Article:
A Route-Level Snapshot

To gauge the ULCC impact at the route level, we looked at several specific routes operated by established carriers that experienced the entrance or exit of a ultra-low-cost carrier. We wanted to examine the variation between specific cases and to identify trends. Do certain airlines' enact characteristic changes on the market?

Shown: Frontier enters the Dallas to Cincinnati market with fares dipping below $100, driving down prices from Delta and AA/US, with AA/US experiencing the sharpest and most sudden decrease. (Announced late August 2014.)

Shown: Spirit enters Kansas City to Houston, driving established carrier pricing down more than 50% and overall market pricing down a whopping 70%. (Announced April 23, 2014.)

Shown: Both Frontier and JetBlue compete with legacy carriers on San Francisco to Las Vegas. (United experiments briefly with preserving price differentiation in June 2015 before returning to market levels.)

Shown: Frontier exits Denver-Fargo. Prices immediately increase with less competition. (Announced November 25, 2014.)

Note the incredible variation in the route-level data. The introduction of a low-cost carrier can cause prices to slide as much as 70%. In each of these route-level snapshots, the established carrier adapted their pricing, to some degree, to compete with the ULCC. As mentioned before, Frontier and Spirit seemed to have the most impact on price. And again, even accounting for ULCC ancillaries, their fares are still, by and large, lower. For example, Spirit receives an additional $55 per passenger in ancillary and on-board extras … still far less than the delta between their prices and the established carriers' prices on many routes.

Predicting Vulnerable Markets

So there already exists a story of disruptive pricing, newly competitive routes, and ascendant carriers.

But what about the future? ULCCs still have a lot of ground to cover. Which airlines and markets (and even specific routes) are the most vulnerable to new ULCC service?

Using observed pricing in direct markets and correlating that with observed passenger traffic and flight distance, we can tentatively project ULCC pricing for other domestic non-stop markets not currently served by a ULCC. This ignores factors like airport access and existing network footprint, of course, so is by no means definitive. However, such a prediction lets us identify potentially vulnerable markets, which we calculate by combining the projected price drop and observed demand in each market.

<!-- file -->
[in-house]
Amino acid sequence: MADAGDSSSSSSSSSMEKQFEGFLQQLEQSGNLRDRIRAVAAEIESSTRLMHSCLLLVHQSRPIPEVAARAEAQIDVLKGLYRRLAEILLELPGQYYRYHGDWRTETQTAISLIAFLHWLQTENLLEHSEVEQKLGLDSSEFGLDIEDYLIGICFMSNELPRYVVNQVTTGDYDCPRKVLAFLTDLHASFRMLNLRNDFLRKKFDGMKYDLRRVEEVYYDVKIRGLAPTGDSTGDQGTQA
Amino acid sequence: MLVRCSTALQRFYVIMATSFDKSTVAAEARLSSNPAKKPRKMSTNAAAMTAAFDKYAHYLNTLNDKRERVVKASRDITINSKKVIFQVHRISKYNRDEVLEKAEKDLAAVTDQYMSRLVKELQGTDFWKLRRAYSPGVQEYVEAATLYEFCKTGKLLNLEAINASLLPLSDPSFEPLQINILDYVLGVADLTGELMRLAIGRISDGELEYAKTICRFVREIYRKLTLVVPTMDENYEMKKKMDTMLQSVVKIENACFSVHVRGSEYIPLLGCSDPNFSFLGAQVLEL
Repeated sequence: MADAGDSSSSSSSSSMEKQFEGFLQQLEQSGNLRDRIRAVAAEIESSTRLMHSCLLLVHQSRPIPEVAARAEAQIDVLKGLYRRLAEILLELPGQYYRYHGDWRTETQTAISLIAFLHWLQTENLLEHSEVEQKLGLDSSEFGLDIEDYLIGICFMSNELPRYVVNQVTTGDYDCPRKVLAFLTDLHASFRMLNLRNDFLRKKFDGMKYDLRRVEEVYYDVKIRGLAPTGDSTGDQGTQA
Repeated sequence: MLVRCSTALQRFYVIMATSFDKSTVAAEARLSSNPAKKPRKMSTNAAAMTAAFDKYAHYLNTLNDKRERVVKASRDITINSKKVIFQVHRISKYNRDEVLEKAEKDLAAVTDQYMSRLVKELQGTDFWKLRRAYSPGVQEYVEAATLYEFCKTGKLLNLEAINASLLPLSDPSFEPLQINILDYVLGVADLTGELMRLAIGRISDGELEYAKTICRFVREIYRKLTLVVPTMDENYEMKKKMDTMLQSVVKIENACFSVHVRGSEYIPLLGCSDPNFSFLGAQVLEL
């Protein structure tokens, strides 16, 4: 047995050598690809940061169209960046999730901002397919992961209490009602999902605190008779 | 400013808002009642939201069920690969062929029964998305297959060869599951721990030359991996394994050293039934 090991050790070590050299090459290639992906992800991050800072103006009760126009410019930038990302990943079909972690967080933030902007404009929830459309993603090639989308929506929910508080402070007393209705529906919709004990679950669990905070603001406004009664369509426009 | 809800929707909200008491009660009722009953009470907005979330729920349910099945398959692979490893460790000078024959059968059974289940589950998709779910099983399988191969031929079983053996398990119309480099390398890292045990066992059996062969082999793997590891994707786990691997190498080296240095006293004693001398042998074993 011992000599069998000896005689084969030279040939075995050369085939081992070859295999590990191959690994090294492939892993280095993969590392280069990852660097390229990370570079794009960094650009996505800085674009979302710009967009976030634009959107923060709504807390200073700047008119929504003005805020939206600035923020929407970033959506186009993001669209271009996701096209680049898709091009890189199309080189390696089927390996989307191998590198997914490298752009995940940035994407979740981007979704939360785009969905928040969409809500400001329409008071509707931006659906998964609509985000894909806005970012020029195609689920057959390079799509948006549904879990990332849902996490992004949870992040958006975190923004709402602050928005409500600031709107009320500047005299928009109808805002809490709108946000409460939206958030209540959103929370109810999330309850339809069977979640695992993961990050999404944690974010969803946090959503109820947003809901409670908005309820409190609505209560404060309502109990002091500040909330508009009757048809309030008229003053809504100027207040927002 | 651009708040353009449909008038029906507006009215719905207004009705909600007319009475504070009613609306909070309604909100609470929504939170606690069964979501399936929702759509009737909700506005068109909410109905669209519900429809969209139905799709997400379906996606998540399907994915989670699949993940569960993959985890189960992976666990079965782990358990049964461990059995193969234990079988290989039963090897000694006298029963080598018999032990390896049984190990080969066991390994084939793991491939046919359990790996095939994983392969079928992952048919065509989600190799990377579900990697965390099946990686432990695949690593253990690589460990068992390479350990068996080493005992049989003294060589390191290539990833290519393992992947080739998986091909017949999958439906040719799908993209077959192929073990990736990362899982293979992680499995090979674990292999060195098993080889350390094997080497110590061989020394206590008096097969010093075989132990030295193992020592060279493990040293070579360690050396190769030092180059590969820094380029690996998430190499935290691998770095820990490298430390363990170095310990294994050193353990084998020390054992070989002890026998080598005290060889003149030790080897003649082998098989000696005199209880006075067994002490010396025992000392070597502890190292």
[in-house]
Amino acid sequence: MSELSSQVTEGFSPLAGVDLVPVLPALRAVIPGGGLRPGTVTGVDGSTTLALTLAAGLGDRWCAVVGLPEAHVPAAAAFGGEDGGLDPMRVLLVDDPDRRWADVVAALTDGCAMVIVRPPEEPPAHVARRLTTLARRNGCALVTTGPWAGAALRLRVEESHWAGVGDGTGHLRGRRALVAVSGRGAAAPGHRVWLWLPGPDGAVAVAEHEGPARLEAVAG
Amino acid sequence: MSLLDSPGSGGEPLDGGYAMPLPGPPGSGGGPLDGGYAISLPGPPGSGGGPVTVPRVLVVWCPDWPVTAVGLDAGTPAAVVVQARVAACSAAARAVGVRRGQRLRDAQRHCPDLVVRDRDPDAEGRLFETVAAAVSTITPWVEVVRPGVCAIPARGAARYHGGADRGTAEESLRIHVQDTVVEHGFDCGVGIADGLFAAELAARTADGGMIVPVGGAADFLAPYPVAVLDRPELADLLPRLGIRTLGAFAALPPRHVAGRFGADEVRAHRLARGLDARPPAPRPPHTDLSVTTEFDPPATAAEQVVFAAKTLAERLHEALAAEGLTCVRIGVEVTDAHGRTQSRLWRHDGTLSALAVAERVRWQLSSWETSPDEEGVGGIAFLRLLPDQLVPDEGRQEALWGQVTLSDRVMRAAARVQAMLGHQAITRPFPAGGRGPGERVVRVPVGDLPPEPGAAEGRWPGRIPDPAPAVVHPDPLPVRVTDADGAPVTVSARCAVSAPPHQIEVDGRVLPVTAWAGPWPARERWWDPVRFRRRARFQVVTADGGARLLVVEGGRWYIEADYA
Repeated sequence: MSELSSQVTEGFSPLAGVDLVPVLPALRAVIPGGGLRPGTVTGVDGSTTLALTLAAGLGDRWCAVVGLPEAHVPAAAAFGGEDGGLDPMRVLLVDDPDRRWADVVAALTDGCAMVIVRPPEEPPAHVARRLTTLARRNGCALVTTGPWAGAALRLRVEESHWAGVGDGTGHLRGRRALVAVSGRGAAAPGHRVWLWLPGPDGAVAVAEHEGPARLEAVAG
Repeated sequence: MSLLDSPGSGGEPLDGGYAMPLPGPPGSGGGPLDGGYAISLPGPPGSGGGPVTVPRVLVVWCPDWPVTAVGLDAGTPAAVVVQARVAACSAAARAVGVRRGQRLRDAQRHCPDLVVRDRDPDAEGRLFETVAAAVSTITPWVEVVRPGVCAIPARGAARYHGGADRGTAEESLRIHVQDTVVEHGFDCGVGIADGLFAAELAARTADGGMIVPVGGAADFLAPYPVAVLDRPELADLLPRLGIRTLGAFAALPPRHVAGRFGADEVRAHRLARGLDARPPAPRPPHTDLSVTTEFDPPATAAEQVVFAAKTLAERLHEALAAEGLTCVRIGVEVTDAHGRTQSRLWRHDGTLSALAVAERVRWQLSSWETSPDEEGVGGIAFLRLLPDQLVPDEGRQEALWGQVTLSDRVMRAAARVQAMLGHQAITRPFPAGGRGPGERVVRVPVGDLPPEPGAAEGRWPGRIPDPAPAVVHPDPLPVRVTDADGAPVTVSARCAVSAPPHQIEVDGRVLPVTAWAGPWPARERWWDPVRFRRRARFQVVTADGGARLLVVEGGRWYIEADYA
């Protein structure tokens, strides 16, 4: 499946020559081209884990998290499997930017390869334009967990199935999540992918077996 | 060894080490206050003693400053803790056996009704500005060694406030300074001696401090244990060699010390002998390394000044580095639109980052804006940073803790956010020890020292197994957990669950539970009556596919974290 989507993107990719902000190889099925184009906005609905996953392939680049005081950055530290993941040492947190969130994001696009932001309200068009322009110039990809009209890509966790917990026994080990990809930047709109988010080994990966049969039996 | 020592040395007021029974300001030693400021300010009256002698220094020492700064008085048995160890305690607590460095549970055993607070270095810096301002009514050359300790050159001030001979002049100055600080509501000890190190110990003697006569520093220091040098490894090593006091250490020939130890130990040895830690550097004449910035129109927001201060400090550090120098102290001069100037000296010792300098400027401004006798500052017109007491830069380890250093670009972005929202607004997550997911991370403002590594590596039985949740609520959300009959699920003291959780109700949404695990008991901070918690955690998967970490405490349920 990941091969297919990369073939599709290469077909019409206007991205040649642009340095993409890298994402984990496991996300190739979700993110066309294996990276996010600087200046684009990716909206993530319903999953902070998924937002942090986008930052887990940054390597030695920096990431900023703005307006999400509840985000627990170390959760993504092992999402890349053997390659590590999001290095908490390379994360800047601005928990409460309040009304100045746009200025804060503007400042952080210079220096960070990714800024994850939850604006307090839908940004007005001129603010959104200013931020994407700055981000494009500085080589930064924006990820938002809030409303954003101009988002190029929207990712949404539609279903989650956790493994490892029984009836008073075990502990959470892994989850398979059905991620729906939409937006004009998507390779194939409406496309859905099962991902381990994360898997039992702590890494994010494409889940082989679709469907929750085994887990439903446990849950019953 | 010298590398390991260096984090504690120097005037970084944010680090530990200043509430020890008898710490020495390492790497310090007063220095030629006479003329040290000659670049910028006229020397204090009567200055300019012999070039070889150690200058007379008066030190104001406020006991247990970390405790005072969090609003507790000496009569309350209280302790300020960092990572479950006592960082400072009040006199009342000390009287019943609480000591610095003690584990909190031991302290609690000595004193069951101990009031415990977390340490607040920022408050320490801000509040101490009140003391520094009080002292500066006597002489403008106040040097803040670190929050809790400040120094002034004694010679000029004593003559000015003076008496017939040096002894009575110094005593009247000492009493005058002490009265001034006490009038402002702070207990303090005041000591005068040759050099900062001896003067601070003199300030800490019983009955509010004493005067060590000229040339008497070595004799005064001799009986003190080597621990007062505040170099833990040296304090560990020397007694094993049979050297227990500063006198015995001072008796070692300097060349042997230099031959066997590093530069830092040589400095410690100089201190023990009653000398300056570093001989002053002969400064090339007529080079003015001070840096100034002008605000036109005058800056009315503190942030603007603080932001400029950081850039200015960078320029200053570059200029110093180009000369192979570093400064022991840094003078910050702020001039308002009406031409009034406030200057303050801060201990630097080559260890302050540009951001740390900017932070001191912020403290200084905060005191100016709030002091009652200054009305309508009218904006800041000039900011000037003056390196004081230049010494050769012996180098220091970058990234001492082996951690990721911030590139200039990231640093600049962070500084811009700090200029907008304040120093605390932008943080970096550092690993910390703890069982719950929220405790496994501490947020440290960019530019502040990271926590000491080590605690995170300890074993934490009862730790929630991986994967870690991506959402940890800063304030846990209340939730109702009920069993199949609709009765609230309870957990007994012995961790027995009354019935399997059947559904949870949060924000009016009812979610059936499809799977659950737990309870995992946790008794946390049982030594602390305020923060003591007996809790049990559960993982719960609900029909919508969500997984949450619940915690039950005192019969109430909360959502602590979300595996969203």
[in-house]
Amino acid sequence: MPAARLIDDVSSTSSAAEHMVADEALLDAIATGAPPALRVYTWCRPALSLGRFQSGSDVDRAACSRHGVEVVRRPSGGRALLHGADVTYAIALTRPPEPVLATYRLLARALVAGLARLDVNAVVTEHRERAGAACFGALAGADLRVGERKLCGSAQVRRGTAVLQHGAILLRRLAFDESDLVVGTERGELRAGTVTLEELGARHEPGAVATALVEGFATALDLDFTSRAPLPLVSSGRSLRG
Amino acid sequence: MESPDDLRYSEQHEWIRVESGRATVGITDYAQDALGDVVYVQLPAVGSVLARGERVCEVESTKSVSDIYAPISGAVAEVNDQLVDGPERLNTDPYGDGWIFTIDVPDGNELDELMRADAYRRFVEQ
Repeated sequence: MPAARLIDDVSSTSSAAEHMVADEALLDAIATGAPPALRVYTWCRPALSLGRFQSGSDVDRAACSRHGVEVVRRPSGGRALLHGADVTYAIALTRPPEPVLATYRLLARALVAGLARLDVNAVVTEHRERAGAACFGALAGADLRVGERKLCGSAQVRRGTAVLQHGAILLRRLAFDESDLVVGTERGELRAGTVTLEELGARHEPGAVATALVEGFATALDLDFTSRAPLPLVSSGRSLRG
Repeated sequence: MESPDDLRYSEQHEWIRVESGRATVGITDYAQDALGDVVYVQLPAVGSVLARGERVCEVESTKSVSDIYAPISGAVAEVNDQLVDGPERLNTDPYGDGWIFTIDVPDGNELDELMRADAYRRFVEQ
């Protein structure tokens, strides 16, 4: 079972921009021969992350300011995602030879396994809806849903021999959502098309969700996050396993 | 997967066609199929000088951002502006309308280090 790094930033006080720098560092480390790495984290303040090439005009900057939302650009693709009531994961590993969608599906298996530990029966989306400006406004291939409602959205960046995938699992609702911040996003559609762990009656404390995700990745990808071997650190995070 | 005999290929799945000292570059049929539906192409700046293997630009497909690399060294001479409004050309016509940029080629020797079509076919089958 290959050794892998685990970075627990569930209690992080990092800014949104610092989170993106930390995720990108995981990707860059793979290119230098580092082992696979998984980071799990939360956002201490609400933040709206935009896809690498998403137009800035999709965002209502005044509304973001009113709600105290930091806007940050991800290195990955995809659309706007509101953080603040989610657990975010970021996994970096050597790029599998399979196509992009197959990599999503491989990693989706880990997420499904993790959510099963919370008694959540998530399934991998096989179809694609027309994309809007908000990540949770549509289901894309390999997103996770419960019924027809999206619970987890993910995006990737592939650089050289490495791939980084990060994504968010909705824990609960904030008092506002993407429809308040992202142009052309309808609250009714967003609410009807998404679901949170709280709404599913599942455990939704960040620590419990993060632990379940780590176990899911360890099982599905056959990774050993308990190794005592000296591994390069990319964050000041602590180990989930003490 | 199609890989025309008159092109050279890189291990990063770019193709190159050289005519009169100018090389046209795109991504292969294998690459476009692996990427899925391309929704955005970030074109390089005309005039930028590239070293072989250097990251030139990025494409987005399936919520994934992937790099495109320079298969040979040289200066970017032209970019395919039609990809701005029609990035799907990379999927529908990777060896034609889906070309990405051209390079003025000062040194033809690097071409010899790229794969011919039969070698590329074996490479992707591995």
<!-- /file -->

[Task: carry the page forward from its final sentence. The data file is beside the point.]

Table 1 shows the most vulnerable routes, a list dominated by Atlanta. Frontier and Spirit obviously did this analysis a long time ago: In 2015, Frontier launched six new nonstops from Hartsfield-Jackson, bringing their total to 16. In 2015 Spirit launched year-round service from Atlanta to eight new destinations and seasonal service to an additional destination.

Going forward, we predict that several short-haul markets originating in Atlanta currently priced around $300 to $400 could drop to just $100 with the introduction of a new low-cost carrier.

Of all the markets we studied, Atlanta shows potential for the largest projected price drops (e.g., the difference in the price pre-ULCC and post-ULCC). Table 1 shows the most vulnerable ATL routes:

However, there's plenty of action outside ATL. Table 2 displays 8 notable non-Atlanta routes that we project also exhibit notable vulnerability. We chose these routes for a number of reasons. DTW - SEA moves nearly 30,000 passengers per month; although a projected ice drop from $311 to $203 isn't as extreme as on some other routes we've analyzed, the passenger volume is valuable (and potentially up for grabs, should a new carrier enter). For other routes, such as those originating in Newark or Charlotte, these routes display the potential for aggressive growth in largely single-carrier markets.